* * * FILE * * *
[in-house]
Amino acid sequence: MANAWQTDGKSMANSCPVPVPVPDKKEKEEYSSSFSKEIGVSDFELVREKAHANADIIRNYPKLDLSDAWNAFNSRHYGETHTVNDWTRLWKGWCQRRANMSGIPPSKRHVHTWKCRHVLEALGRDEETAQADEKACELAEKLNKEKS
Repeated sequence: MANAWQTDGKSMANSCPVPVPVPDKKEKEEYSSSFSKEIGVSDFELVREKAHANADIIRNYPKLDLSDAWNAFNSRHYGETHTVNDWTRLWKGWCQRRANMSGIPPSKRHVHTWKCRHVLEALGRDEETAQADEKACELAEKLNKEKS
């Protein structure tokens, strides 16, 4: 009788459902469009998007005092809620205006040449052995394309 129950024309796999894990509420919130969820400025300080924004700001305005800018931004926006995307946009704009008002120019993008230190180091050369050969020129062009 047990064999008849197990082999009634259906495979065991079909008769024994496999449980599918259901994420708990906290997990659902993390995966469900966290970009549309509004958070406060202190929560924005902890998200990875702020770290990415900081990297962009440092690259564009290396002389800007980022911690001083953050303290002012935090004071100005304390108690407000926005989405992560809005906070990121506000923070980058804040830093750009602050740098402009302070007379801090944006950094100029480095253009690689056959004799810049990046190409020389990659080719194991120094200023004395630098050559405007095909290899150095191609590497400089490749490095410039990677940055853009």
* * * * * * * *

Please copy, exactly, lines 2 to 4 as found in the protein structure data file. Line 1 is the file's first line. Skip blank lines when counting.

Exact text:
Amino acid sequence: MANAWQTDGKSMANSCPVPVPVPDKKEKEEYSSSFSKEIGVSDFELVREKAHANADIIRNYPKLDLSDAWNAFNSRHYGETHTVNDWTRLWKGWCQRRANMSGIPPSKRHVHTWKCRHVLEALGRDEETAQADEKACELAEKLNKEKS
Repeated sequence: MANAWQTDGKSMANSCPVPVPVPDKKEKEEYSSSFSKEIGVSDFELVREKAHANADIIRNYPKLDLSDAWNAFNSRHYGETHTVNDWTRLWKGWCQRRANMSGIPPSKRHVHTWKCRHVLEALGRDEETAQADEKACELAEKLNKEKS
């Protein structure tokens, strides 16, 4: 009788459902469009998007005092809620205006040449052995394309 129950024309796999894990509420919130969820400025300080924004700001305005800018931004926006995307946009704009008002120019993008230190180091050369050969020129062009 047990064999008849197990082999009634259906495979065991079909008769024994496999449980599918259901994420708990906290997990659902993390995966469900966290970009549309509004958070406060202190929560924005902890998200990875702020770290990415900081990297962009440092690259564009290396002389800007980022911690001083953050303290002012935090004071100005304390108690407000926005989405992560809005906070990121506000923070980058804040830093750009602050740098402009302070007379801090944006950094100029480095253009690689056959004799810049990046190409020389990659080719194991120094200023004395630098050559405007095909290899150095191609590497400089490749490095410039990677940055853009």